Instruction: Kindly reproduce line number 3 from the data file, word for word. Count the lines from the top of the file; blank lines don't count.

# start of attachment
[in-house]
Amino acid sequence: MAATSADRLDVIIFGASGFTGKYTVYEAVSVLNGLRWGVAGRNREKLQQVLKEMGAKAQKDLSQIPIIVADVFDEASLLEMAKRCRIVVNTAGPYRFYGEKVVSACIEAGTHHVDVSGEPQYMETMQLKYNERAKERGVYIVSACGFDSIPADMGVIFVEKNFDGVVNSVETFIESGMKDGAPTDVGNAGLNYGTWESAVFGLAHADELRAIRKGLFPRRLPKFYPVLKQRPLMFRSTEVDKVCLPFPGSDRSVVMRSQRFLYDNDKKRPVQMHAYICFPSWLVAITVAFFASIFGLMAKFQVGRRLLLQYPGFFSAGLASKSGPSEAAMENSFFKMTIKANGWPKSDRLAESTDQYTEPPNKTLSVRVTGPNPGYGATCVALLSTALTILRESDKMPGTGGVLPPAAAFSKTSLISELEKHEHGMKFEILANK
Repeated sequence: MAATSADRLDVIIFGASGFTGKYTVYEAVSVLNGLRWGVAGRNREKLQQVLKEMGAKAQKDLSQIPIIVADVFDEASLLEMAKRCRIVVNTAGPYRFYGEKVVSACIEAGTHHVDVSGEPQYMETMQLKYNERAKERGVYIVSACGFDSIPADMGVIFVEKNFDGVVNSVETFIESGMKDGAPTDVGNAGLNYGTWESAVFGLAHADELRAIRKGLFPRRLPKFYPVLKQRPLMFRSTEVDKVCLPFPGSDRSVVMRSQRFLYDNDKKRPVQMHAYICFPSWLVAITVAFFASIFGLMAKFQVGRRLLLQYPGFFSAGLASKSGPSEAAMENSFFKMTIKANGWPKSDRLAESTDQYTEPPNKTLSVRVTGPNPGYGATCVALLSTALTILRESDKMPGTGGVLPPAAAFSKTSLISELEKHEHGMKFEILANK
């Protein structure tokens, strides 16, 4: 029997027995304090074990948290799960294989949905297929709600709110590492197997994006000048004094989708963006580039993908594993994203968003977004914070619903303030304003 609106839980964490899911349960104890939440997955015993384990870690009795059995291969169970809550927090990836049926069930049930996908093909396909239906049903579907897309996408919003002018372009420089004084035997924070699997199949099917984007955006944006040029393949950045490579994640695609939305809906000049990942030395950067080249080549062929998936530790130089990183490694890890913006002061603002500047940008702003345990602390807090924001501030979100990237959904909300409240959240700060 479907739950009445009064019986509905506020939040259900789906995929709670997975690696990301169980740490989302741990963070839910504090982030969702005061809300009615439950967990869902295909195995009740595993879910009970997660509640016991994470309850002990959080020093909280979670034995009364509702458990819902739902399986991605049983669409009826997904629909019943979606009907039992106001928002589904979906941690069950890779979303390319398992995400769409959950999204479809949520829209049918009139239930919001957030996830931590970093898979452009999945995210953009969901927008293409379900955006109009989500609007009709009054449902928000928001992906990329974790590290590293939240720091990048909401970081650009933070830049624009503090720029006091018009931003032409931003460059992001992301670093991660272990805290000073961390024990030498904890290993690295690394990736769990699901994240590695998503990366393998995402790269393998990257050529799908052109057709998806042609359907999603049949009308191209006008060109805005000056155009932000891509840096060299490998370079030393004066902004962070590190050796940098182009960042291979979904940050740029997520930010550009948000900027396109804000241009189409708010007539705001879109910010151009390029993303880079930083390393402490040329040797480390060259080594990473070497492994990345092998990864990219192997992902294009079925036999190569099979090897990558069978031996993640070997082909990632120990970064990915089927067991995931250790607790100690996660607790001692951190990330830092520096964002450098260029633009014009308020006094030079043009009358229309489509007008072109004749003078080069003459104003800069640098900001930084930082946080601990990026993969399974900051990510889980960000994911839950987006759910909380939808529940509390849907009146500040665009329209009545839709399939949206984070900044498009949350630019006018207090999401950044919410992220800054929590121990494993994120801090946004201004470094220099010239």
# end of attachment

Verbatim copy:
Repeated sequence: MAATSADRLDVIIFGASGFTGKYTVYEAVSVLNGLRWGVAGRNREKLQQVLKEMGAKAQKDLSQIPIIVADVFDEASLLEMAKRCRIVVNTAGPYRFYGEKVVSACIEAGTHHVDVSGEPQYMETMQLKYNERAKERGVYIVSACGFDSIPADMGVIFVEKNFDGVVNSVETFIESGMKDGAPTDVGNAGLNYGTWESAVFGLAHADELRAIRKGLFPRRLPKFYPVLKQRPLMFRSTEVDKVCLPFPGSDRSVVMRSQRFLYDNDKKRPVQMHAYICFPSWLVAITVAFFASIFGLMAKFQVGRRLLLQYPGFFSAGLASKSGPSEAAMENSFFKMTIKANGWPKSDRLAESTDQYTEPPNKTLSVRVTGPNPGYGATCVALLSTALTILRESDKMPGTGGVLPPAAAFSKTSLISELEKHEHGMKFEILANK